Amid the ongoing health care debate, employers, providers and consumers alike agree that reducing the cost of health care should be a central goal of reform efforts. One of the most effective ways to reduce health care costs is to focus on early detection and prevention of disease.
To that end, a growing number of employers sponsor corporate wellness programs. These initiatives typically encourage exercise and healthy eating, provide resources to help employees improve their health, and include health risk assessments--surveys that assess workers' risk for various illnesses and direct them to appropriate preventive care or screening.
Wellness programs have proved very effective in reducing the overall cost of health care for employees. Employee Wellness USA, a vendor that provides health risk assessments for Fortune 500 companies, estimates that employers save $2.30 to $10.10 for every $1 they spend on wellness initiatives, not to mention reduced absenteeism and enhanced goodwill with workers.
But interim final regulations issued by federal regulators in October to implement Title I of the Genetic Information Nondiscrimination Act of 2008 (GINA) may impede wellness programs and even make some of them illegal.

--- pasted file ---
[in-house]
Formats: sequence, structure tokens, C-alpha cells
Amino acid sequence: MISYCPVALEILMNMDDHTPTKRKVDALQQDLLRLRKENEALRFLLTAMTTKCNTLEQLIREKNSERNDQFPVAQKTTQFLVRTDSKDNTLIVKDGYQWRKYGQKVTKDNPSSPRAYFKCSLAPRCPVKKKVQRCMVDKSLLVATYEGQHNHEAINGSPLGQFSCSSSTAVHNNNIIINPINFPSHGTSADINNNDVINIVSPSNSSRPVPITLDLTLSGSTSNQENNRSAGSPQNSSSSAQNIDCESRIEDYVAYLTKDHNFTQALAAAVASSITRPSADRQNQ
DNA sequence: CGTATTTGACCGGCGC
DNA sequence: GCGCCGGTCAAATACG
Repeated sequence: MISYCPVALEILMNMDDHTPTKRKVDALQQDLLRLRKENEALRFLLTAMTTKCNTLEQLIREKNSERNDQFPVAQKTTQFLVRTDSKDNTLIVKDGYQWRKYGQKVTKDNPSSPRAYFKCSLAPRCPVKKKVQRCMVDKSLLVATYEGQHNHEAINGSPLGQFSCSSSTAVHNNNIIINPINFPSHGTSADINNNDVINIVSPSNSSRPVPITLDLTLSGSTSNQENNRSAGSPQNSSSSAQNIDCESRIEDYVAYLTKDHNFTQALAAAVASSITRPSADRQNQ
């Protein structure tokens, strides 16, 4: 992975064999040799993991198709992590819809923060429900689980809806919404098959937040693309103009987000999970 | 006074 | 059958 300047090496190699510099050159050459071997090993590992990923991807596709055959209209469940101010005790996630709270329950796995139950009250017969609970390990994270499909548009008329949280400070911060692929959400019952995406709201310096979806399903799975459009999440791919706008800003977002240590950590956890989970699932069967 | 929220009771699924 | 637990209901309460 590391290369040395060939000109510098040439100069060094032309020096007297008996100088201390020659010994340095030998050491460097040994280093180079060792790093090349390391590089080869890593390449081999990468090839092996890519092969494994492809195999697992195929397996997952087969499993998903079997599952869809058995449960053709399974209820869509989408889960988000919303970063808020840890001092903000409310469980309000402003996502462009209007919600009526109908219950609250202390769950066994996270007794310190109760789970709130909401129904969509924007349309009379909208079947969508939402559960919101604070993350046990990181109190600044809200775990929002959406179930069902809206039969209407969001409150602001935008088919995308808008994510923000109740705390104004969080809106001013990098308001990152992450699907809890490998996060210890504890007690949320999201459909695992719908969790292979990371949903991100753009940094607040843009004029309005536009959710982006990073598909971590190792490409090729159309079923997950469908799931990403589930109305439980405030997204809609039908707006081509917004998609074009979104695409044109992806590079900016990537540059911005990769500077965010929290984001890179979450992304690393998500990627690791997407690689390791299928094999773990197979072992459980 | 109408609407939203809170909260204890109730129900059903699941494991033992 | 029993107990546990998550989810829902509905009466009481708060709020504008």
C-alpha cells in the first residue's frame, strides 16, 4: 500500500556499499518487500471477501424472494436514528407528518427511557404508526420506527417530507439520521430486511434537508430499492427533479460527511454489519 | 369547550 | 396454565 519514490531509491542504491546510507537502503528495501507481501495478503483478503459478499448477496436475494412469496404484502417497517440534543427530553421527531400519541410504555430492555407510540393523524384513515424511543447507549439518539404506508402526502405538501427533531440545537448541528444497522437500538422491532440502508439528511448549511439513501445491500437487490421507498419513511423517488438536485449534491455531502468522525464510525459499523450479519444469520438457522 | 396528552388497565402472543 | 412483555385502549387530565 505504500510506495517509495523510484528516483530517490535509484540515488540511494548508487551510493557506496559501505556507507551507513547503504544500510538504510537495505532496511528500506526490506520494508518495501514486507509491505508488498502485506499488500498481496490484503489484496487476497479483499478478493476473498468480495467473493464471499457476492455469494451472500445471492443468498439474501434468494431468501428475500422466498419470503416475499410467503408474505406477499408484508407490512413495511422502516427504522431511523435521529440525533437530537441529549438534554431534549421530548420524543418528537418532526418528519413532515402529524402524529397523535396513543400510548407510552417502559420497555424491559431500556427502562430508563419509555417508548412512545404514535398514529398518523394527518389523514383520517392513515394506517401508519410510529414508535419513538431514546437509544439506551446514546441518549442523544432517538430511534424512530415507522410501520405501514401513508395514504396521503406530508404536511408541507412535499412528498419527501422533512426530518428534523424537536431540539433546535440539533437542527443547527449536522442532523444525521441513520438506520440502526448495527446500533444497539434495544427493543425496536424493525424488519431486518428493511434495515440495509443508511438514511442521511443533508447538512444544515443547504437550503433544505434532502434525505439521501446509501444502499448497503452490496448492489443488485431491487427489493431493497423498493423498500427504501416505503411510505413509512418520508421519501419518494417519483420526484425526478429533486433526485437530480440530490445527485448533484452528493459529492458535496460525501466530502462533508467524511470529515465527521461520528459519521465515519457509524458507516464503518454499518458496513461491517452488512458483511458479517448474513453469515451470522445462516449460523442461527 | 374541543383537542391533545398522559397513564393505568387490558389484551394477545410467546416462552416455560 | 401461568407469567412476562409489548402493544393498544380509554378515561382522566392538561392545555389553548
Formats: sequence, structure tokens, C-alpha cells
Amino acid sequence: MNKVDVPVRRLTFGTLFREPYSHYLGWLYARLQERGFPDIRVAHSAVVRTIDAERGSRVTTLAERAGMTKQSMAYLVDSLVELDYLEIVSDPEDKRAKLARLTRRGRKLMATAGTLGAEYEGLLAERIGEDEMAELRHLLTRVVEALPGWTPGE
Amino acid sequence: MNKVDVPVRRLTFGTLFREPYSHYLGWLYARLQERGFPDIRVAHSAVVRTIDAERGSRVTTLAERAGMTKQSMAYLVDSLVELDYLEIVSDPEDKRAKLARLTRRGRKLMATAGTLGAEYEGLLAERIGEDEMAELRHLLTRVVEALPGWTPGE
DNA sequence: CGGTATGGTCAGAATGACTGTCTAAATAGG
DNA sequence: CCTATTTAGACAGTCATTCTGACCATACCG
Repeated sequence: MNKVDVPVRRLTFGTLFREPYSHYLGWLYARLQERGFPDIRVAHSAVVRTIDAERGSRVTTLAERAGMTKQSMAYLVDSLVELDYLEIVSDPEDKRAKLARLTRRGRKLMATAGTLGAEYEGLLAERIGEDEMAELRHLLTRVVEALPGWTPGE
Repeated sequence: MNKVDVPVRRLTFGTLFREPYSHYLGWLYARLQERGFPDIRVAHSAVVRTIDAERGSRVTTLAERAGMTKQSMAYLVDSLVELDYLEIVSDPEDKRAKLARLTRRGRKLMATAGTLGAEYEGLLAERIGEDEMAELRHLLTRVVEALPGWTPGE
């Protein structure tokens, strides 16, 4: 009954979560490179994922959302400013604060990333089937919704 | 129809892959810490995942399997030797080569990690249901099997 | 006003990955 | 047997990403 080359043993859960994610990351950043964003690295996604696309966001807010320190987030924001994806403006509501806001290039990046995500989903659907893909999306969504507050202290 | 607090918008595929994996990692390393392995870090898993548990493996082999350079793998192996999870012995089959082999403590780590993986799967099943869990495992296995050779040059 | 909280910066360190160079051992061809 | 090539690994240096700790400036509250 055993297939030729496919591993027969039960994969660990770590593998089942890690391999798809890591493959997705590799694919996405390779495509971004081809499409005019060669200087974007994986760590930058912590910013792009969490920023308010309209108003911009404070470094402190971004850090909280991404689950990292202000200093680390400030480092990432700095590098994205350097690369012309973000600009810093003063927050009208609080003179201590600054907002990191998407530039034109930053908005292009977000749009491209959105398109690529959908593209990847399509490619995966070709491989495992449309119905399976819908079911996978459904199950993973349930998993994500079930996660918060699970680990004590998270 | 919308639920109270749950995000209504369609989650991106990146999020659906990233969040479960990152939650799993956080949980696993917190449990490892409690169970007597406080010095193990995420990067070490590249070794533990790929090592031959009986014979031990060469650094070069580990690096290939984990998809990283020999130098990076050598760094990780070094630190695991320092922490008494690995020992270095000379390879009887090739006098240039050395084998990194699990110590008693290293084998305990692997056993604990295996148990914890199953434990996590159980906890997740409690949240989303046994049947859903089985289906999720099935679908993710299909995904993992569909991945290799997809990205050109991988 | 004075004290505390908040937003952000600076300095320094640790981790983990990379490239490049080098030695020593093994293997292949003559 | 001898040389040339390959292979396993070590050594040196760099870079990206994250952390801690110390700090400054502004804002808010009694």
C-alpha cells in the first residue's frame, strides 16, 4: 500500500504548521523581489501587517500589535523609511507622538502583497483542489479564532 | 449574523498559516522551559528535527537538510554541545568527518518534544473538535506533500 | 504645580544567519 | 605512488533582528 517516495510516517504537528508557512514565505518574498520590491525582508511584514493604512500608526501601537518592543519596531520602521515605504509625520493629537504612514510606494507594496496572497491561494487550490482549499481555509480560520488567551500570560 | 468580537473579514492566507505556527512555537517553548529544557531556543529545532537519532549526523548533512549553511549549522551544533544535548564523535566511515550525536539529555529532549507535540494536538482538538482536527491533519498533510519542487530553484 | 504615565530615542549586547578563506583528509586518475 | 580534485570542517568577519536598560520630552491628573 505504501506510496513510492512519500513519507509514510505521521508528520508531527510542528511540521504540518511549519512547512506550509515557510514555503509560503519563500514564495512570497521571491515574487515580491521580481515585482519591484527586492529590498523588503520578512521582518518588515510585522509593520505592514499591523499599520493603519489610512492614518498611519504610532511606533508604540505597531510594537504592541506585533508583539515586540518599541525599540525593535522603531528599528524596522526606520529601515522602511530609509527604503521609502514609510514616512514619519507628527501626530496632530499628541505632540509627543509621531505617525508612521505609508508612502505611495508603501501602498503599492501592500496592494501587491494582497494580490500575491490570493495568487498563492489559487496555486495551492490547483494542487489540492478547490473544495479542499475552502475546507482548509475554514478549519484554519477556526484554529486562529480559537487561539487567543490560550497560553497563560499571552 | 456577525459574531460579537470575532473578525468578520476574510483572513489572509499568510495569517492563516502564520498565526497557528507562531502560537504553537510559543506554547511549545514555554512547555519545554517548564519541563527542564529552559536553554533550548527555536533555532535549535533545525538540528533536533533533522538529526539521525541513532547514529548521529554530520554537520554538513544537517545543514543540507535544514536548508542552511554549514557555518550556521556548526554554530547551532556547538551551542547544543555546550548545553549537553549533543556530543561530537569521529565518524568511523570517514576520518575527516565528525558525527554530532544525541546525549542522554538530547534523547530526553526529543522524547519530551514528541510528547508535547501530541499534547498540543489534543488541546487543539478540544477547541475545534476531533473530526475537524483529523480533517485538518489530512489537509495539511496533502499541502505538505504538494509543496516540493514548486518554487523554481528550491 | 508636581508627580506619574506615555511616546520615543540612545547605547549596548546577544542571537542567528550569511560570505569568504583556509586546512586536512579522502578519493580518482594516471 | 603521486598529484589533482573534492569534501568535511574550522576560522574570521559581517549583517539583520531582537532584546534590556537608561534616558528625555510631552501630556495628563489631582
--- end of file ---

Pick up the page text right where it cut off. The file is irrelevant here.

Title I of GINA bars group health plans from denying health insurance coverage or charging more for coverage based on a participant's genetic information. Title I also prohibits insurers from collecting genetic information from plan participants prior to enrollment.
The new regulations, issued jointly by the Department of Labor, the Secretary of the Treasury and the Department of Health and Human Services, explain that a participant's family medical history falls within the statutory definition of "genetic information" which health plans are barred from collecting before enrollment. The regulations also prohibit plans from offering employees any incentive for sharing genetic information after enrollment.